corporations for the privilege of doing business within the state. R.C. 5733.01(A);
Gulf Oil Corp. v. Lindley (1980), 61 Ohio St.2d 23, 25, 15 O.O.3d 42, 43, 398
N.E.2d 790, 791. R.C. 5733.05 is the statute that provides two bases for the
calculation of corporate franchise tax. One measure is based upon the net worth of
the corporation and the other measure is based upon the net income of the
corporation. Tax is due upon the greater sum of the two methods of calculation.
R.C. 5733.06. For the tax years involved, Society paid its tax using its net worth as
the tax base.
The net worth basis calculation begins with the value of the issued and
outstanding shares of stock of a corporation, which is described in former R.C.
5733.05(A), as in effect during the period in question, as “[t]he total value, as
shown by the books of the company, of its capital, surplus, whether earned or
unearned, undivided profits, and reserves, but exclusive of: * * *.” Seven specific
exclusions are then set forth in R.C. 5733.05(A)(1) through (7). Society relies on
the exclusion found in R.C. 5733.05(A)(5)(c):
“(5) A portion of the value of the issued and outstanding shares of stock of
such corporation equal to the amount obtained by multiplying such value by the
quotient obtained by:
“(c) Dividing (1) the amount of the corporation’s assets, as shown on its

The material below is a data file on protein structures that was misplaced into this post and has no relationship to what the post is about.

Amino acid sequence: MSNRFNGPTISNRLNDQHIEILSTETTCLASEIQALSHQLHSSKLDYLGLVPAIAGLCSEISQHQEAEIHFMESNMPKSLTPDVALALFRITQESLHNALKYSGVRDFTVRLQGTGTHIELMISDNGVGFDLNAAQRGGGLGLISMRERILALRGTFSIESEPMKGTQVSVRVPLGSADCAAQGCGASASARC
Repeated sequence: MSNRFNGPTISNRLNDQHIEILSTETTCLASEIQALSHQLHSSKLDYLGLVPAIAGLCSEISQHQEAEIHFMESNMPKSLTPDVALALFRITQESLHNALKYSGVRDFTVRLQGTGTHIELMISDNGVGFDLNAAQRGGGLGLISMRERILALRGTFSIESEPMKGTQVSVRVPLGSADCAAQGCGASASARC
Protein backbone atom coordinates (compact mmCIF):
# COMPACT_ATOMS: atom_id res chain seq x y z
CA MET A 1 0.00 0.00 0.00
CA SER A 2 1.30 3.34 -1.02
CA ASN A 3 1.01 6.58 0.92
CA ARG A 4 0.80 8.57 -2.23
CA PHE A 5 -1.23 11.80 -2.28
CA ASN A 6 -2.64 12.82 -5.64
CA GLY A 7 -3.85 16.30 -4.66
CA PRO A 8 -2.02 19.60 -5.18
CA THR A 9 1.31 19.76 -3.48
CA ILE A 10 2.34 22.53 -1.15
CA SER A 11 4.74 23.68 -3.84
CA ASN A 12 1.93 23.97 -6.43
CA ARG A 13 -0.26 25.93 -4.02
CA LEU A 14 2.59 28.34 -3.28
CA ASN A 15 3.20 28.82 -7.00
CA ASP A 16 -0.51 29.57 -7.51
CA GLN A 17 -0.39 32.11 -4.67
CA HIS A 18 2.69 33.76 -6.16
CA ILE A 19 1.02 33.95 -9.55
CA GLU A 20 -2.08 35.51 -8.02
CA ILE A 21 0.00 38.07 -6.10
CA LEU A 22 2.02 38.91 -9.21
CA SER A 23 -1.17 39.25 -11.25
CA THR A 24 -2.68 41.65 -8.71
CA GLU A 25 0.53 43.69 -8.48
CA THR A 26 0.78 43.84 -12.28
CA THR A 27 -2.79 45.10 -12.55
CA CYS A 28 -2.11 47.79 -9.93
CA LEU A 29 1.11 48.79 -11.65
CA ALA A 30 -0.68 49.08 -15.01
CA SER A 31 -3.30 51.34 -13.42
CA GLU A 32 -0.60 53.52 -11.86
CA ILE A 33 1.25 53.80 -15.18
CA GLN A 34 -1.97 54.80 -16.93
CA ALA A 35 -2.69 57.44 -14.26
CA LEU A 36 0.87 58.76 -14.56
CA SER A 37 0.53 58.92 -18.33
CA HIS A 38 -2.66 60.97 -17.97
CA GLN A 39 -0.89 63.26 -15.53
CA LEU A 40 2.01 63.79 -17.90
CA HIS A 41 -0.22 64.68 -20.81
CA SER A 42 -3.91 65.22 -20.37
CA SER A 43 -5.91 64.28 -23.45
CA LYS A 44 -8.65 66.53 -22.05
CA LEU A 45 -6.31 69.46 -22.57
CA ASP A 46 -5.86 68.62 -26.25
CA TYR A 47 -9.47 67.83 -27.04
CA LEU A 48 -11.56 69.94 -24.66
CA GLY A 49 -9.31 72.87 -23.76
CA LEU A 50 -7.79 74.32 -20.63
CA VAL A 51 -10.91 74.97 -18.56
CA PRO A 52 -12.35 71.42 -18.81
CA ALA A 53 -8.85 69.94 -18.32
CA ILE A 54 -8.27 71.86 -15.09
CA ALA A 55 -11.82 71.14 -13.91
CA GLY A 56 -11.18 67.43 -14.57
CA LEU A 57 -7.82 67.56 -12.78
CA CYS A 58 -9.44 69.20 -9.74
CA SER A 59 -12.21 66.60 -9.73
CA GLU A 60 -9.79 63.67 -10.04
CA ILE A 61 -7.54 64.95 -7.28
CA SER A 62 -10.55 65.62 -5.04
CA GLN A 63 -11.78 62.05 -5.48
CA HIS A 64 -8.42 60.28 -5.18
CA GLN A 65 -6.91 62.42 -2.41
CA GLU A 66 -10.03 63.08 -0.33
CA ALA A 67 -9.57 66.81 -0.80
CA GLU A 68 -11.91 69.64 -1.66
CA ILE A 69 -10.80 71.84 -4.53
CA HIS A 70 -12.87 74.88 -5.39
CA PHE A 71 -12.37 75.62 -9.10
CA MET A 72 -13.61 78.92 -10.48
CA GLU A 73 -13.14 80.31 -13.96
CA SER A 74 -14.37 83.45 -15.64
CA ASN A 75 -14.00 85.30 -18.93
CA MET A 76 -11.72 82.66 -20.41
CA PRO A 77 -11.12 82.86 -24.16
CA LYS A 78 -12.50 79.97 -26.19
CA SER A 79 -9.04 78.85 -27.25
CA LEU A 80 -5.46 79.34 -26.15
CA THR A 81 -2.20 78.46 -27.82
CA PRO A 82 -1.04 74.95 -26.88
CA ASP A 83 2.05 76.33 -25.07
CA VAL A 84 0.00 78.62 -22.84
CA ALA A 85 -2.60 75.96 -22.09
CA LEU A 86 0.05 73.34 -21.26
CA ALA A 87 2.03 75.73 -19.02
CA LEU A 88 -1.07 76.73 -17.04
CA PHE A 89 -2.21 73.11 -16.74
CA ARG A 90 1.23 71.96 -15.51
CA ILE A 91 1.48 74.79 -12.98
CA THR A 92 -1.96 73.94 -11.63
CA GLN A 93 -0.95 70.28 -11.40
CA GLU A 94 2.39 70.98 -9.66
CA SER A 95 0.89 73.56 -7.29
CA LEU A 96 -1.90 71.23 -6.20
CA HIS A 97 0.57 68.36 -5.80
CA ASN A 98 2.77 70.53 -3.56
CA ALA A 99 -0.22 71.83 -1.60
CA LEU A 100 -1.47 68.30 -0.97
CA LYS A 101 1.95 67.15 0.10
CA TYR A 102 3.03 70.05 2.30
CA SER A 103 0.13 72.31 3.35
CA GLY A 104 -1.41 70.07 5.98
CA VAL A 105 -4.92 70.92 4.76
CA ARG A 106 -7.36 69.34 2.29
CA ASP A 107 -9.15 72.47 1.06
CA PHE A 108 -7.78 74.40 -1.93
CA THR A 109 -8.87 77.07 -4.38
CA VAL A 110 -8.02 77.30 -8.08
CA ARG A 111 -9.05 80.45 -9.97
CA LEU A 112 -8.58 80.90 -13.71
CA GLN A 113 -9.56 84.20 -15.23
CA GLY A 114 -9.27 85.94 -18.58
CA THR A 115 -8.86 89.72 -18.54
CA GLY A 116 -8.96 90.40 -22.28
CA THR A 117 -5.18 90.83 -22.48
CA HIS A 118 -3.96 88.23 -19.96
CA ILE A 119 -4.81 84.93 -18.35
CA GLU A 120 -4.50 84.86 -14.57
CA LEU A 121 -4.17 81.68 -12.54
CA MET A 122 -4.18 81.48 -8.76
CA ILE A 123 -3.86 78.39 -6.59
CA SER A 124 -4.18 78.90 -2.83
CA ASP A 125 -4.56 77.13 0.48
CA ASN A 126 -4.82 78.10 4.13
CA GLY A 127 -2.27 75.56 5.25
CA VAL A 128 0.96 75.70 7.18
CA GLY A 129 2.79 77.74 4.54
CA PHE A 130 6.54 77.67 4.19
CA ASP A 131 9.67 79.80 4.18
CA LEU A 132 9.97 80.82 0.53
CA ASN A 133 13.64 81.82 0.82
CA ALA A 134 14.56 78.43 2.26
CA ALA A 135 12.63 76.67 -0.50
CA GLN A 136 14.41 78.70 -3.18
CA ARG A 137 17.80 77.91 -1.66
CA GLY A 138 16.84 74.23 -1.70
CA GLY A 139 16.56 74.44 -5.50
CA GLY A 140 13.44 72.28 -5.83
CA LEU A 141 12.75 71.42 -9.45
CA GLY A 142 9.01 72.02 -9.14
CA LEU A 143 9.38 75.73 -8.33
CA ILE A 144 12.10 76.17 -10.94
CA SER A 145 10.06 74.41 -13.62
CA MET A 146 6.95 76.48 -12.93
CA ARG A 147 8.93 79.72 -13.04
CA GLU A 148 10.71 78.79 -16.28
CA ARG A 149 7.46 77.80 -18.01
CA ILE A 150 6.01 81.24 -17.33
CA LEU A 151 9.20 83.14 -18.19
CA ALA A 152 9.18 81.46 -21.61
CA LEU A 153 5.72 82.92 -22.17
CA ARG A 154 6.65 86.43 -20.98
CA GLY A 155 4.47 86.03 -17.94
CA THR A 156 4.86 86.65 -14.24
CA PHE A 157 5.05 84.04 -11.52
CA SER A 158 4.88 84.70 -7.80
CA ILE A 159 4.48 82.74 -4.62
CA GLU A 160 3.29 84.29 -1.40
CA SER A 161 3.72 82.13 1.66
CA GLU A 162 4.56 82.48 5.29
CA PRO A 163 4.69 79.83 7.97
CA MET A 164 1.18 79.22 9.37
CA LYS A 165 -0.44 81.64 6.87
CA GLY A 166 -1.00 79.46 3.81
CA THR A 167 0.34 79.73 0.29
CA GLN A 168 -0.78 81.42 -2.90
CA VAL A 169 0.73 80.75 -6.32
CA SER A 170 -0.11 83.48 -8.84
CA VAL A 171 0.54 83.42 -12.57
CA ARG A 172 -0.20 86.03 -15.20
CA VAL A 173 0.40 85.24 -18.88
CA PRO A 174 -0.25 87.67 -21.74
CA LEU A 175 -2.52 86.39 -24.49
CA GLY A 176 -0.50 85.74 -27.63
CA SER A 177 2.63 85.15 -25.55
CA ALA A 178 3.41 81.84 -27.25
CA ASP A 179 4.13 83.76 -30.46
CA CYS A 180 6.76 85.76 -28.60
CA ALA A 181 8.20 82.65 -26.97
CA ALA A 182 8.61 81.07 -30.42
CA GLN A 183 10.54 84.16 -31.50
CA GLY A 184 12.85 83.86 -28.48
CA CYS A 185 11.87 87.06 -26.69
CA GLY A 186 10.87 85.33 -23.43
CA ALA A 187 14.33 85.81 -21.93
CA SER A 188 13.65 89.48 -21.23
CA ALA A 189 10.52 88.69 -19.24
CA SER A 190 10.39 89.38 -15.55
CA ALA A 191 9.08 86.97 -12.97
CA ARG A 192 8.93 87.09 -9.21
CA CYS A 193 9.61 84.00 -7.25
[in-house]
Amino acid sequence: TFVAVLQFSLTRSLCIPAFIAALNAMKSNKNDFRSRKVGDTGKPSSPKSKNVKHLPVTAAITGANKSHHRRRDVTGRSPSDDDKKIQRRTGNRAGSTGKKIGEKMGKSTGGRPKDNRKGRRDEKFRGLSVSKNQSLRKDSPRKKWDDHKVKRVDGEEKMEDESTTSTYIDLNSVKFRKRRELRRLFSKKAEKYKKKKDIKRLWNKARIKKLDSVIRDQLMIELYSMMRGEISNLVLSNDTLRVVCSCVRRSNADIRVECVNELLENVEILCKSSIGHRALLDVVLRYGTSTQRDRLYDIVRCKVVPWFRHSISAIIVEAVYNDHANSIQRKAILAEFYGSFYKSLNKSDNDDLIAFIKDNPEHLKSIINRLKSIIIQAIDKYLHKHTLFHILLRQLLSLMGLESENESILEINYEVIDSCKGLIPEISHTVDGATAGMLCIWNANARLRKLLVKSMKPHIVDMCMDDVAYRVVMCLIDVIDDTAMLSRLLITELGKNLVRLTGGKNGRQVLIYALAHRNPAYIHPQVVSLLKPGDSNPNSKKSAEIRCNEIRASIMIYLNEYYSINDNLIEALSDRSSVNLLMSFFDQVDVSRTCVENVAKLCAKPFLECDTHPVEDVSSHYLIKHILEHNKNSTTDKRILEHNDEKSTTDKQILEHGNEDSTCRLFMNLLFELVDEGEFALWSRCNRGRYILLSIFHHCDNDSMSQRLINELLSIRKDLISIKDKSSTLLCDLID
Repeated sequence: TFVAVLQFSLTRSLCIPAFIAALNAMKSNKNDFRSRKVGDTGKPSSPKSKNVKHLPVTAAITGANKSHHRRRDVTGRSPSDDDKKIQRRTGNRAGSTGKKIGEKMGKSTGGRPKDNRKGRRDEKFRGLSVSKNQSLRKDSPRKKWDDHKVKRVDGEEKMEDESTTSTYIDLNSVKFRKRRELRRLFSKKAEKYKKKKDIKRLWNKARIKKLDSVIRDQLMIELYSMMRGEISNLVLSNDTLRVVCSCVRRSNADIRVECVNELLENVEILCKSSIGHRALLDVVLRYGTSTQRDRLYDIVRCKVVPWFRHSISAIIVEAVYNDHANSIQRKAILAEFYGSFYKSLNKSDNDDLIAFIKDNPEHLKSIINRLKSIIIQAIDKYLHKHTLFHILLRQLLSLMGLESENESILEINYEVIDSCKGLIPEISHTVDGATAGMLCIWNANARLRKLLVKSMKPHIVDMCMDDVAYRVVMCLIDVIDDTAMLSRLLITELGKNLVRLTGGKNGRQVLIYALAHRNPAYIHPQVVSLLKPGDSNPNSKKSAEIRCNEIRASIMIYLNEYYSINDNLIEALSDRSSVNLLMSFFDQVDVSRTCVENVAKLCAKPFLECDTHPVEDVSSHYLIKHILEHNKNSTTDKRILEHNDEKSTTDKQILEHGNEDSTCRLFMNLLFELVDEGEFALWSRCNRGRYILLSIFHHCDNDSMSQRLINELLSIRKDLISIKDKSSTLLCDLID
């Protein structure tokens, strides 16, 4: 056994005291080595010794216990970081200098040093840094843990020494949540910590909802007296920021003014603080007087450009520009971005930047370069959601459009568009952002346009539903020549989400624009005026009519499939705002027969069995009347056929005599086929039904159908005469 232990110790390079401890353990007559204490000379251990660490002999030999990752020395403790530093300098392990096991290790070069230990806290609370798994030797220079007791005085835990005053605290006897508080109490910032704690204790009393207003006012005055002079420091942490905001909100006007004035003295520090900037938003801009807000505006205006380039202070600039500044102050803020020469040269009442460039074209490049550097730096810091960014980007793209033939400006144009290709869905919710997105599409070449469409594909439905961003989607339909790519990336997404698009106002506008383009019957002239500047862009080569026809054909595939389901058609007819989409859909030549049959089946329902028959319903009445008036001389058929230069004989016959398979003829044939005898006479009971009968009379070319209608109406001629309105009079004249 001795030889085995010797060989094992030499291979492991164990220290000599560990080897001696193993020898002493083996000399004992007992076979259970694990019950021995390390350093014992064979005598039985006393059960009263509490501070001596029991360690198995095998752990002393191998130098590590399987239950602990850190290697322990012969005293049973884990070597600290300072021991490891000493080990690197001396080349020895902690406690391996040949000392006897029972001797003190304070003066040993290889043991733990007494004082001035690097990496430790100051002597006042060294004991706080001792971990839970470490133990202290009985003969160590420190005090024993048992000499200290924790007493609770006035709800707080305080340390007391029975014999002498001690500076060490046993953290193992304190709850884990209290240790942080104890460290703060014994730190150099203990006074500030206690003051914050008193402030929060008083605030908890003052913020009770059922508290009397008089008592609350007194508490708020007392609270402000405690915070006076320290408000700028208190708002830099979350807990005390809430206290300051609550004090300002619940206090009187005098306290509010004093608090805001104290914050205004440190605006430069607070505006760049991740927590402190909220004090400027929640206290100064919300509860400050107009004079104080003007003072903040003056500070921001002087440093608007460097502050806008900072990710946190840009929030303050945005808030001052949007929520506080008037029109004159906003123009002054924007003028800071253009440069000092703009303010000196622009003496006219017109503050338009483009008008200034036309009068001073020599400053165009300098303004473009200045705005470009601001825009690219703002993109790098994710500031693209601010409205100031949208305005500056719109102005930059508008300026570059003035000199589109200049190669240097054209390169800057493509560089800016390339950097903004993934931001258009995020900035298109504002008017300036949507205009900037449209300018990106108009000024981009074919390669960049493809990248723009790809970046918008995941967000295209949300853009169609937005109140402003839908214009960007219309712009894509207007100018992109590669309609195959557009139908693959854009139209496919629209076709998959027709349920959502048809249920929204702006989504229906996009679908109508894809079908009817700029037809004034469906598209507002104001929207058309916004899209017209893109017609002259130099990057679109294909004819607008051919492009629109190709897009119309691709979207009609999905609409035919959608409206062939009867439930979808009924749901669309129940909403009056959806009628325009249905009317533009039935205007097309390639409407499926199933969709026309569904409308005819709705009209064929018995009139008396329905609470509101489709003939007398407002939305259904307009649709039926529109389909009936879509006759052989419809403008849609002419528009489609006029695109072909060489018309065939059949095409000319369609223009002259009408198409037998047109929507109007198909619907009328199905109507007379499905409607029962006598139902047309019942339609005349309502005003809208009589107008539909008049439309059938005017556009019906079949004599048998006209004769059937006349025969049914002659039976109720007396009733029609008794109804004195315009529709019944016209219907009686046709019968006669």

books, represented by investments in the capital stock and indebtedness of
financial institutions of which at least twenty-five percent of the financial
institution’s issued and outstanding common stock is owned by the corporation by
(2) the total assets of such corporation as shown on its books.” (Emphasis added.)
141 Ohio Laws, Part II, 4166.
Thus, these provisions allow corporations owning at least a twenty-five-
percent interest in financial institutions to exclude the value of those interests.
Society owned the requisite amount of SNB’s common stock. This is not
disputed. Instead, the question presented by this case involves the interpretation of
the phrase “investments in the capital stock and indebtedness” of a qualifying
During the tax years in question, Society had excess cash (income over
operating expenses) at the end of each business day. Society would use this money
to purchase investments that provide a greater rate of return than a savings account.
The funds were placed in either repurchase agreements or Eurodollars. Society
also had general cash deposits with SNB.
Society argues that the repurchase agreements, Eurodollars, and cash
deposits it had with SNB at the end of each fiscal year represent excludable
investments by it in the indebtedness of SNB. Society focuses on the word
“indebtedness,” contending that there is no basis in the express language of R.C.
5733.05(A)(5)(c) to limit the scope of indebtedness.
However, the Tax Commissioner contends that the word “indebtedness”
cannot be read in isolation. Instead, it must be considered along with the word
“investments” as part of the phrase that excludes “investments in the capital stock
and indebtedness.” Thus, the commissioner contends that the entire exclusionary
phrase contained in R.C. 5733.05(A)(5)(c) must be considered. Once this is done,
the repurchase agreements, Eurodollars, and cash deposits are not investments by
Society in the indebtedness of SNB.